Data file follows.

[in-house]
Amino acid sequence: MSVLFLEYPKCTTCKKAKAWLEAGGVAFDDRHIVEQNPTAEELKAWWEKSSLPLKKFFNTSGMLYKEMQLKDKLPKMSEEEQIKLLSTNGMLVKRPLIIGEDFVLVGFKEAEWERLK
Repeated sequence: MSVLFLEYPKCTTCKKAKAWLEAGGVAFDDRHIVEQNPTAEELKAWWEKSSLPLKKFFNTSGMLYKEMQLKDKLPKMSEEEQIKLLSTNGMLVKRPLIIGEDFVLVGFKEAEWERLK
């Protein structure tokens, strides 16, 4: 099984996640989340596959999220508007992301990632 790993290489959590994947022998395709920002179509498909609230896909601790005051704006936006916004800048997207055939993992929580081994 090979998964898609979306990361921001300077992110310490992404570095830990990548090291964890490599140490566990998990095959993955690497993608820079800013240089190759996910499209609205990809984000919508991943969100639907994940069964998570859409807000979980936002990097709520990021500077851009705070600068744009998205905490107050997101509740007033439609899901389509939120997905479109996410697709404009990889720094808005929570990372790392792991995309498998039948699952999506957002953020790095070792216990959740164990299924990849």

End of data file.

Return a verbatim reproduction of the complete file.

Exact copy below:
[in-house]
Amino acid sequence: MSVLFLEYPKCTTCKKAKAWLEAGGVAFDDRHIVEQNPTAEELKAWWEKSSLPLKKFFNTSGMLYKEMQLKDKLPKMSEEEQIKLLSTNGMLVKRPLIIGEDFVLVGFKEAEWERLK
Repeated sequence: MSVLFLEYPKCTTCKKAKAWLEAGGVAFDDRHIVEQNPTAEELKAWWEKSSLPLKKFFNTSGMLYKEMQLKDKLPKMSEEEQIKLLSTNGMLVKRPLIIGEDFVLVGFKEAEWERLK
């Protein structure tokens, strides 16, 4: 099984996640989340596959999220508007992301990632 790993290489959590994947022998395709920002179509498909609230896909601790005051704006936006916004800048997207055939993992929580081994 090979998964898609979306990361921001300077992110310490992404570095830990990548090291964890490599140490566990998990095959993955690497993608820079800013240089190759996910499209609205990809984000919508991943969100639907994940069964998570859409807000979980936002990097709520990021500077851009705070600068744009998205905490107050997101509740007033439609899901389509939120997905479109996410697709404009990889720094808005929570990372790392792991995309498998039948699952999506957002953020790095070792216990959740164990299924990849």